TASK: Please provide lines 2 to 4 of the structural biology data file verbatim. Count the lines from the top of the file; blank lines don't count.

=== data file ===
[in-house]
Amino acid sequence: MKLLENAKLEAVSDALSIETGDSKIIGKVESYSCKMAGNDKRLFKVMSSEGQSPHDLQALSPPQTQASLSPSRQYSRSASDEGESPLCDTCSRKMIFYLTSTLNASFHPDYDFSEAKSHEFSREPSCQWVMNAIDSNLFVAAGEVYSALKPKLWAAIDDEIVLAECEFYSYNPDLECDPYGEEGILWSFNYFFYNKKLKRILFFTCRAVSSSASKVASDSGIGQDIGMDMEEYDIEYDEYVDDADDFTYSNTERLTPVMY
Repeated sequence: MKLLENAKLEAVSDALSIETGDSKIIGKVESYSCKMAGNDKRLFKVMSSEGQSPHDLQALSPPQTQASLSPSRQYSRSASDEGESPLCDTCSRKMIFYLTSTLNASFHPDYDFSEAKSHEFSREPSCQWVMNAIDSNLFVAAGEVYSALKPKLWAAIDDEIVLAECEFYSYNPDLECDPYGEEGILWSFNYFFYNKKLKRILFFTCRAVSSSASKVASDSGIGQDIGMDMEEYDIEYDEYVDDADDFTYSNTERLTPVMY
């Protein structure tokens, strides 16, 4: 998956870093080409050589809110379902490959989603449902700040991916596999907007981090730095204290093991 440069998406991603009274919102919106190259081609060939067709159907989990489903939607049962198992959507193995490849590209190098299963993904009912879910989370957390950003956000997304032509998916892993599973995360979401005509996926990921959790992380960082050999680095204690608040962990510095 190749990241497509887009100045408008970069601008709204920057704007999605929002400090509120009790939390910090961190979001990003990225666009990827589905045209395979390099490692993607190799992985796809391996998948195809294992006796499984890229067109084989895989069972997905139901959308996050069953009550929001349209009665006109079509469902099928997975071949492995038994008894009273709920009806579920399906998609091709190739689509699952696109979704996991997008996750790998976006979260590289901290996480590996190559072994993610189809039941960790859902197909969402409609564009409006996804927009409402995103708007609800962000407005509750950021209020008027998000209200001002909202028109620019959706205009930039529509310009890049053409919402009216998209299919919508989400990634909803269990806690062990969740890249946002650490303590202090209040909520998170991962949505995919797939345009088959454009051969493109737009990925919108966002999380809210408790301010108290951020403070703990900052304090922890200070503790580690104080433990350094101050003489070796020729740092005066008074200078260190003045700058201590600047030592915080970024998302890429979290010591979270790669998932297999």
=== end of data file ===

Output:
Amino acid sequence: MKLLENAKLEAVSDALSIETGDSKIIGKVESYSCKMAGNDKRLFKVMSSEGQSPHDLQALSPPQTQASLSPSRQYSRSASDEGESPLCDTCSRKMIFYLTSTLNASFHPDYDFSEAKSHEFSREPSCQWVMNAIDSNLFVAAGEVYSALKPKLWAAIDDEIVLAECEFYSYNPDLECDPYGEEGILWSFNYFFYNKKLKRILFFTCRAVSSSASKVASDSGIGQDIGMDMEEYDIEYDEYVDDADDFTYSNTERLTPVMY
Repeated sequence: MKLLENAKLEAVSDALSIETGDSKIIGKVESYSCKMAGNDKRLFKVMSSEGQSPHDLQALSPPQTQASLSPSRQYSRSASDEGESPLCDTCSRKMIFYLTSTLNASFHPDYDFSEAKSHEFSREPSCQWVMNAIDSNLFVAAGEVYSALKPKLWAAIDDEIVLAECEFYSYNPDLECDPYGEEGILWSFNYFFYNKKLKRILFFTCRAVSSSASKVASDSGIGQDIGMDMEEYDIEYDEYVDDADDFTYSNTERLTPVMY
């Protein structure tokens, strides 16, 4: 998956870093080409050589809110379902490959989603449902700040991916596999907007981090730095204290093991 440069998406991603009274919102919106190259081609060939067709159907989990489903939607049962198992959507193995490849590209190098299963993904009912879910989370957390950003956000997304032509998916892993599973995360979401005509996926990921959790992380960082050999680095204690608040962990510095 190749990241497509887009100045408008970069601008709204920057704007999605929002400090509120009790939390910090961190979001990003990225666009990827589905045209395979390099490692993607190799992985796809391996998948195809294992006796499984890229067109084989895989069972997905139901959308996050069953009550929001349209009665006109079509469902099928997975071949492995038994008894009273709920009806579920399906998609091709190739689509699952696109979704996991997008996750790998976006979260590289901290996480590996190559072994993610189809039941960790859902197909969402409609564009409006996804927009409402995103708007609800962000407005509750950021209020008027998000209200001002909202028109620019959706205009930039529509310009890049053409919402009216998209299919919508989400990634909803269990806690062990969740890249946002650490303590202090209040909520998170991962949505995919797939345009088959454009051969493109737009990925919108966002999380809210408790301010108290951020403070703990900052304090922890200070503790580690104080433990350094101050003489070796020729740092005066008074200078260190003045700058201590600047030592915080970024998302890429979290010591979270790669998932297999």